Expertise and Intuition. The preceding discussion might lead one to infer that frames of reference—the sum of our personal and professional experiences—are a bad thing. This is not the case. In a complex world in which information inundates leaders, frames of reference are the foundation of successful decisionmaking. No Army strategic leader would be successful without relying on expertise accumulated across a career. There is, however, an important caveat concerning that expertise. As Julia Sloan argues in her book, Learning to Think Strategically: Expertise is both a charm and a curse. It lets us quickly categorize a situation as typical. It lets us know where to focus our attention and what to ignore. But sometimes we can become so complacent about what we think we know that we are caught off guard when the unexpected happens. This is the flip side of expertise; it can blind us and give us a false sense of knowing. Expertise enables us to ignore cues and options we don’t think are worth attending to.24

Expertise is invaluable unless the context evolves quickly and dramatically. Unfortunately, today’s environment is, as the military’s Capstone Concept for Joint Operations (CCJO) describes it, “an increasingly complex, uncertain, competitive, rapidly changing, and transparent operating environment.”25 In such a context, the CCJO asserts that successful organizations must have leaders “emphasizing trust, force of will, intuitive judgment, and creativity, among other traits.”26 Intuitive judgment, a near-synonym with the Clausewitzian operational term, coup d’oeil,27 highlights the importance of instinct and divination in the decisionmaking of military commanders. 13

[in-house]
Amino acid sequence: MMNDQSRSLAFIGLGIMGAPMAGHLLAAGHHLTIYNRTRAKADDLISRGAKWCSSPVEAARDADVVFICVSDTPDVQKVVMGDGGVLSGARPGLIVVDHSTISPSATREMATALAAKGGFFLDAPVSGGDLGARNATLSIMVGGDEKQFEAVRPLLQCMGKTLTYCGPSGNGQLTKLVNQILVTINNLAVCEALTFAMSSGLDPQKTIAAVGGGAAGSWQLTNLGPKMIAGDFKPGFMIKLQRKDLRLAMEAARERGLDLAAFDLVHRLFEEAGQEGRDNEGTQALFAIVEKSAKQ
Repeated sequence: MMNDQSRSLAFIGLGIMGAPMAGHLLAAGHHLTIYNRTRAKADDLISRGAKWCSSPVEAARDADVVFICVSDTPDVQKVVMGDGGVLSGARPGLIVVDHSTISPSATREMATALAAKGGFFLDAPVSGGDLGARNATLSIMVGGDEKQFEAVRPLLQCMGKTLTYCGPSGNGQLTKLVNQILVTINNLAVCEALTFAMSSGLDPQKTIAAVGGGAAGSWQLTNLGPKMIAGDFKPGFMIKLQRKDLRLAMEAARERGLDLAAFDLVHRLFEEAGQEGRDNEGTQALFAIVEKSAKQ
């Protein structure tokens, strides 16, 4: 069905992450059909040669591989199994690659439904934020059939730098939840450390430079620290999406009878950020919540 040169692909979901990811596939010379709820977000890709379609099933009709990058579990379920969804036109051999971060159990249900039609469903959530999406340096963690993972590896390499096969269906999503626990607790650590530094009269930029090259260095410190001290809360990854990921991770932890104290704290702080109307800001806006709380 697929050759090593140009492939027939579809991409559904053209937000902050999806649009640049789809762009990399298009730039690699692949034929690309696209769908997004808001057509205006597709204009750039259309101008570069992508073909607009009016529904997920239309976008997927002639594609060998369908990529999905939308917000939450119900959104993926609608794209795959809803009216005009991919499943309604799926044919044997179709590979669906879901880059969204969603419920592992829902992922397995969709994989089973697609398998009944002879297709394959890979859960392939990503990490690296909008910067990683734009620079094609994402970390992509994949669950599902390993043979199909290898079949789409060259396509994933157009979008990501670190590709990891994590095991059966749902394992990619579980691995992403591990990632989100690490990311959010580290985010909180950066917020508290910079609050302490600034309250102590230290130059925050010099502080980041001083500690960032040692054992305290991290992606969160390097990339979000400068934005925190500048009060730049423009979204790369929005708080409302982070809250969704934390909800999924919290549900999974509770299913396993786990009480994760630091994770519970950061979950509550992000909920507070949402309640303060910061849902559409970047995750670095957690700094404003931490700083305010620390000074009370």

Napoleon Bonaparte, Erwin Rommel, and Robert E. Lee have long served as exemplars of the use of intuitive judgment. Here, however, is the surely unpopular rub: consistent research shows that intuition is overrated. Intuition is invaluable at the tactical and operational levels. At the strategic level, where patterns and consistency are not as common, intuition loses its power. We tend to forget that Napoleon had his Waterloo, Rommel was routed at the Second Battle of El Alamein, and the Civil War’s conclusion began with Lee’s defeat at Gettysburg. As Nobel laureate Dan Kahneman asserts, “Remember this rule: intuition cannot be trusted in the absence of stable regularities in the environment.”28 Countering the military’s fixation with intuition, he argues: The confidence that people have in their intuitions is not a reliable guide to their validity. In other words, do not trust anyone—including yourself—to tell you how much you should trust their judgment.29 Haidt adds: Gut feelings are sometimes better guides than reasoning for making consumer choices and interpersonal judgments, but they are often disastrous as a basis for public policy, science, and law.30

Army senior leaders must be willing to examine and adapt their entrenched beliefs, given the rapid rate of change in the strategic environment. Although intuition and expertise are critical to leaders—when faced with volatile, uncertain, complex, and ambiguous issues—senior decisionmakers must appreciate